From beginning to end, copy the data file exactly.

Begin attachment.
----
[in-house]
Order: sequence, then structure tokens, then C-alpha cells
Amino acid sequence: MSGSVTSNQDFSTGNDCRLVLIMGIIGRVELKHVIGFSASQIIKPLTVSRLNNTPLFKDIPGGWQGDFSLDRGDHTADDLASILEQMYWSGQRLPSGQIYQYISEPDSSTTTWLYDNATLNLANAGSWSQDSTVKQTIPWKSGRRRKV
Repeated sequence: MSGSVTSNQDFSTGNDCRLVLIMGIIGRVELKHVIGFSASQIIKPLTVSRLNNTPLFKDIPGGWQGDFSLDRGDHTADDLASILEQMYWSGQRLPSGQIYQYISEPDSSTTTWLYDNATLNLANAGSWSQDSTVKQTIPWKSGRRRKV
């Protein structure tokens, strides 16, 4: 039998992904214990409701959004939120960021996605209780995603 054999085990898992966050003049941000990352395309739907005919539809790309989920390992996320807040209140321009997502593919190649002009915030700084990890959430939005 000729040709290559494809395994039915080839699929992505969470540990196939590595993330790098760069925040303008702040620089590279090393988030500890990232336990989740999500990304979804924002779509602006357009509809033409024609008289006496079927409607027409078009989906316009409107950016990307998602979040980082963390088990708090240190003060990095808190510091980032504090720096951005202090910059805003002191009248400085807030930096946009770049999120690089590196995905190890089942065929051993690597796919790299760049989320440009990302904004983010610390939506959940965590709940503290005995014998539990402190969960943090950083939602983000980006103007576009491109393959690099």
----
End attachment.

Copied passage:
[in-house]
Order: sequence, then structure tokens, then C-alpha cells
Amino acid sequence: MSGSVTSNQDFSTGNDCRLVLIMGIIGRVELKHVIGFSASQIIKPLTVSRLNNTPLFKDIPGGWQGDFSLDRGDHTADDLASILEQMYWSGQRLPSGQIYQYISEPDSSTTTWLYDNATLNLANAGSWSQDSTVKQTIPWKSGRRRKV
Repeated sequence: MSGSVTSNQDFSTGNDCRLVLIMGIIGRVELKHVIGFSASQIIKPLTVSRLNNTPLFKDIPGGWQGDFSLDRGDHTADDLASILEQMYWSGQRLPSGQIYQYISEPDSSTTTWLYDNATLNLANAGSWSQDSTVKQTIPWKSGRRRKV
């Protein structure tokens, strides 16, 4: 039998992904214990409701959004939120960021996605209780995603 054999085990898992966050003049941000990352395309739907005919539809790309989920390992996320807040209140321009997502593919190649002009915030700084990890959430939005 000729040709290559494809395994039915080839699929992505969470540990196939590595993330790098760069925040303008702040620089590279090393988030500890990232336990989740999500990304979804924002779509602006357009509809033409024609008289006496079927409607027409078009989906316009409107950016990307998602979040980082963390088990708090240190003060990095808190510091980032504090720096951005202090910059805003002191009248400085807030930096946009770049999120690089590196995905190890089942065929051993690597796919790299760049989320440009990302904004983010610390939506959940965590709940503290005995014998539990402190969960943090950083939602983000980006103007576009491109393959690099």